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Relationships between HDL-C, hs-CRP, with Central Arterial Stiffness in Apparently Healthy People Undergoing a General Health Examination

  • Xi Wang ,

    Contributed equally to this work with: Xi Wang, YingZhen Du

    Affiliation Department of Geriatric Cardiology, Chinese PLA General Hospital, Beijing, China

  • YingZhen Du ,

    Contributed equally to this work with: Xi Wang, YingZhen Du

    Affiliation Department of Geriatric Respiratory, Chinese PLA General Hospital, Beijing, China

  • Li Fan ,

    fanli301@sina.com

    Affiliation Department of Geriatric Cardiology, Chinese PLA General Hospital, Beijing, China

  • Ping Ye,

    Affiliation Department of Geriatric Cardiology, Chinese PLA General Hospital, Beijing, China

  • Ying Yuan,

    Affiliation Second Department of Internal Medicine, Affiliated Hospital of Institute of Aviation Medicine, Air Force, Beijing, China

  • XueChun Lu,

    Affiliation Department of Geriatric Cardiology, Chinese PLA General Hospital, Beijing, China

  • Fan Wang,

    Affiliation Department of Geriatric Cardiology, Chinese PLA General Hospital, Beijing, China

  • Qiang Zeng

    Affiliation International Medical Centre, Chinese PLA General Hospital, Beijing, China

Relationships between HDL-C, hs-CRP, with Central Arterial Stiffness in Apparently Healthy People Undergoing a General Health Examination

  • Xi Wang, 
  • YingZhen Du, 
  • Li Fan, 
  • Ping Ye, 
  • Ying Yuan, 
  • XueChun Lu, 
  • Fan Wang, 
  • Qiang Zeng
PLOS
x

Abstract

Background

Some cardiovascular risk factors have been confirmed to be positively correlated with arterial stiffness. However, it is unclear whether HDL-C, a well-established anti-risk factor, has an independent association with arterial stiffness. The aim of this study was to evaluate the relationship between HDL-C levels and arterial stiffness and the possible role of high-sensitivity C-reactive protein (hs-CRP) in this potential correlation in apparently healthy adults undergoing a general health examination in China.

Materials and Methods

This was a cross-sectional survey. In total, 15,302 participants (age range, 18–82 years; mean, 43.88±8.44 years) were recruited during routine health status examinations. A questionnaire was used and we measured the body mass index, systolic and diastolic blood pressure, and fasting glucose, and serum lipid, uric acid, hs-CRP, and serum creatinine levels of each participant. Central arterial stiffness was assessed by carotid–femoral pulse wave velocity (cf-PWV).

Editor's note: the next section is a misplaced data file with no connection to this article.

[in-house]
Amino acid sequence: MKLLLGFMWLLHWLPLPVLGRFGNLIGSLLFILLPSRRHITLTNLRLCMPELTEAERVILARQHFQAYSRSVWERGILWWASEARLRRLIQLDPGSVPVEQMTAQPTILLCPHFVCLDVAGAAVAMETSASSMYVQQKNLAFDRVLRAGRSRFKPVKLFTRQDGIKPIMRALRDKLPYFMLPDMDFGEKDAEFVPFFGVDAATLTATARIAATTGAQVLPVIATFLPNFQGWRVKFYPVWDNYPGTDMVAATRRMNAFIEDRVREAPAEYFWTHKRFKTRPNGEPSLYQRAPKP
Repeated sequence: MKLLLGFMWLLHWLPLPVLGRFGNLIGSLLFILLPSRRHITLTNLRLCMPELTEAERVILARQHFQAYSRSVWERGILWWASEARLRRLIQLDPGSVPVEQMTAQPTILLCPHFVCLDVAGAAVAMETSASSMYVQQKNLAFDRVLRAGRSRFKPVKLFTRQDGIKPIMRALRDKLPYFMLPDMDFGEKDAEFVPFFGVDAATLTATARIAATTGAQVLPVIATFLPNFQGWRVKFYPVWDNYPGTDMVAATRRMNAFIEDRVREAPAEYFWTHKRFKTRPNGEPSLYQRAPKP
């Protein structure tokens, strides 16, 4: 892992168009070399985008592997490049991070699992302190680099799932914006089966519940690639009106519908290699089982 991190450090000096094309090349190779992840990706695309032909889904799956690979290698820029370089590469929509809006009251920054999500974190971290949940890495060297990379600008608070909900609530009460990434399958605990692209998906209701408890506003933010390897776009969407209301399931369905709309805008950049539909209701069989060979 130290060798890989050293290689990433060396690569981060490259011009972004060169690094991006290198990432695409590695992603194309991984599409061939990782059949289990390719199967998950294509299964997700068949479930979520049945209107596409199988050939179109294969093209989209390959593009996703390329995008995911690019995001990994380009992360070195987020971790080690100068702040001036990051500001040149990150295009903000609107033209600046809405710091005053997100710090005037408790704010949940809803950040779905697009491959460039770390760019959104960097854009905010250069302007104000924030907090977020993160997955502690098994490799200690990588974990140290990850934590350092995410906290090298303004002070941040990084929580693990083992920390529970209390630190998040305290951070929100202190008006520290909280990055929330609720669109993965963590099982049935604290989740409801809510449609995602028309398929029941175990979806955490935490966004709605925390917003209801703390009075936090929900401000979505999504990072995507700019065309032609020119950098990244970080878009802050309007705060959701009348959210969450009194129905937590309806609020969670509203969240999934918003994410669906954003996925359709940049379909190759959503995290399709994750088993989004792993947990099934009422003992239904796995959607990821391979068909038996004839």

Results

HDL-C levels decreased as cf-PWV increased. Pearson’s correlation analysis revealed that HDL-C levels were associated with cf-PWV (r=−0.18, P<0.001). hs-CRP levels were positively associated with cf-PWV (r=0.13). After adjustment for all confounders, HDL-C was inversely independently associated with all quartiles of cf-PWV. Furthermore, HDL-C was associated with cf-PWV in different quartiles of hs-CRP, and the correlation coefficients (r) gradually decreased with increasing hs-CRP levels (quartiles 1–4).

Conclusions

HDL-C is inversely independently associated with central arterial stiffness. The anti-inflammatory activity of HDL-C may mediate its relationship with cf-PWV. Further, long-term follow-up studies are needed to evaluate whether high HDL-C levels are protective against central artery stiffening through the anti-inflammatory activity of HDL-C.

Introduction

Arterial stiffness is an independent predictive factor for all-cause mortality, cardiovascular mortality, fatal and nonfatal coronary events, and fatal strokes in subjects with various levels of cardiovascular risk [1]. Some cardiovascular risk factors such as age, hypertension, and obesity have been confirmed to be positively correlated with arterial stiffness [2,3]. As a well-established anti-risk factor, the cardioprotective effects of HDL cholesterol (HDL-C) have been documented by clinical and experimental research [4,5]. However, it is unclear whether HDL-C has independent protective effects against arterial stiffness. Epidemiological data investigating the relationship between HDL-C and arterial stiffness are limited, and the results are also inconsistent [6].

Clinical trials designed to elevate HDL-C levels revealed that with each increment of 1 mg/dL in HDL-C, the risk for complications of coronary heart disease decreased by 2–3% [7]. The beneficial effect of HDL has been largely attributed to its key role in reverse cholesterol transport (RCT) that leads to lipid unloading of the plaque. Accumulating evidence indicates that HDL exerts beneficial effects on cardiovascular pathologies due to its effects on RCT and through pleiotropic effects on vessel wall biology, such as the stimulation of endothelial nitric oxide production and repair, as well as its anti-apoptotic, anti-inflammatory, and anti-thrombotic properties [8]. Some clinical trials revealed the relationship between inflammation and arterial stiffness [9]. Accordingly, we hypothesized that HDL-C is associated with arterial stiffness, at least in part through its anti-inflammatory activity. In the present study, we investigated the correlation between HDL-C and carotid–femoral pulse wave velocity (cf-PWV), a gold standard for evaluating central arterial stiffness, and the possible role of high-sensitivity C-reactive protein (hs-CRP) in this potential correlation in apparently healthy participants undergoing a general health examination in China.

Materials and Methods

The study protocol was approved by the Ethics Committee of the Chinese People’s Liberation Army General Hospital (Beijing, China). Each participant provided written informed consent to be included in the study.